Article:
Thursday, June 3, 2010

Lawn Care and Fixing Your Manuscript - Part 2

The other day as I worked on my lawn to figure out why a small patch wasn’t growing very well, I discovered a rock just a few inches below the surface. As I peeled more and more lawn away, I discovered it was a huge rock. In fact it was a three foot boulder. I spent the day digging around it and eventually pulled it out with a giant crowbar, a tow chain and my truck.

Sometimes our stories are like that too. The small problems we see on the surface might actually be a symptom of a more significant foundational problem that can take a lot of work to fix. For example, a number of years back I wrote a middle grade fantasy novel that garnered interest from a few editors, but not to the point where I received any offers. I thought that was about to change with one editor who praised it up and down. Some of the other editors at the house thoroughly enjoyed it as well, but it hit a road block when it reached the head honcho at the publisher. The final comment came back saying even though we loved your writing, we felt the novel wasn’t quite original enough.

That response really took me by surprise. I couldn’t figure out what they were talking about. The magic system was very original. The characters were very original. The story line was very original. What did they mean? I had to dig deeper to figure out what they were talking about and as I did I realized that I had some key foundational plot elements that had become cliché in the fantasy genre. Unfortunately, it wasn’t a quick fix. It would require some major re-landscaping of the plot, storyline, and character to fix it.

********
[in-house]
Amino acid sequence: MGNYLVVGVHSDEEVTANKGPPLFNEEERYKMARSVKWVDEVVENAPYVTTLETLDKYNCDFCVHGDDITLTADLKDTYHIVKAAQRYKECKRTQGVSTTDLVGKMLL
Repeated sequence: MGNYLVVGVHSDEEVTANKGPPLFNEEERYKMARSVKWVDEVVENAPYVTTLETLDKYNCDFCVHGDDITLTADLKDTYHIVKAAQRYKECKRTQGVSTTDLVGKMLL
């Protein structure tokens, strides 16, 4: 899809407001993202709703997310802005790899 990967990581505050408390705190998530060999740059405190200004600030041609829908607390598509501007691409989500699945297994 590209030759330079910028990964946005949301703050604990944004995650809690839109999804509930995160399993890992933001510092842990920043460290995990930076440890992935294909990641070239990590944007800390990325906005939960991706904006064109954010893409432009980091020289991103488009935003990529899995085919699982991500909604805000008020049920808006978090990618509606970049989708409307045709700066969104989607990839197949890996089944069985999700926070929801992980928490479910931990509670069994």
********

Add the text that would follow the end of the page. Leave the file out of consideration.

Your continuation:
The point is that you can’t ignore what might seem on the surface to be just a small problem. If in the eyes of your critique group and readers everything in your story seems great except for a few minor things, fix the minor things. They might be symptoms of something bigger. If you’re getting rejections—even if they’re encouraging, personalized rejections—try to discover ultimately why your story is getting rejected and remedy it. Sometimes you need to dig deep below the surface to find out what’s holding your story back. If you’re lucky it still might only need a few tweaks. If not, be prepared to get your hands dirty and do what it takes to make it work.


  1. Condolences on the boulder and the fantasy manuscript. That originality factor is difficult in any genre but especially in speculative genres where readers are expecting something they've not seen before.

    I'm writing a sci-fi middle grade novel and it's amazing how many times a critique partner says "oh, yeah, that's just like how it happens in xyz movie." I never saw xyz movie, probably because it was rated R, and I feel deflated because I thought I had an original idea, but no. *sigh*

  2. Just read this article on common mistakes fiction writers make:

    Mistake #1 is the derivative story idea, which reminded me of your post. It has some good ideas for avoiding the "unoriginal sin."

    The whole article is interesting, really. Esp the part about underdeveloped themes. I think I make that mistake.

  3. Lana, thanks for sharing the link. It's a nice article.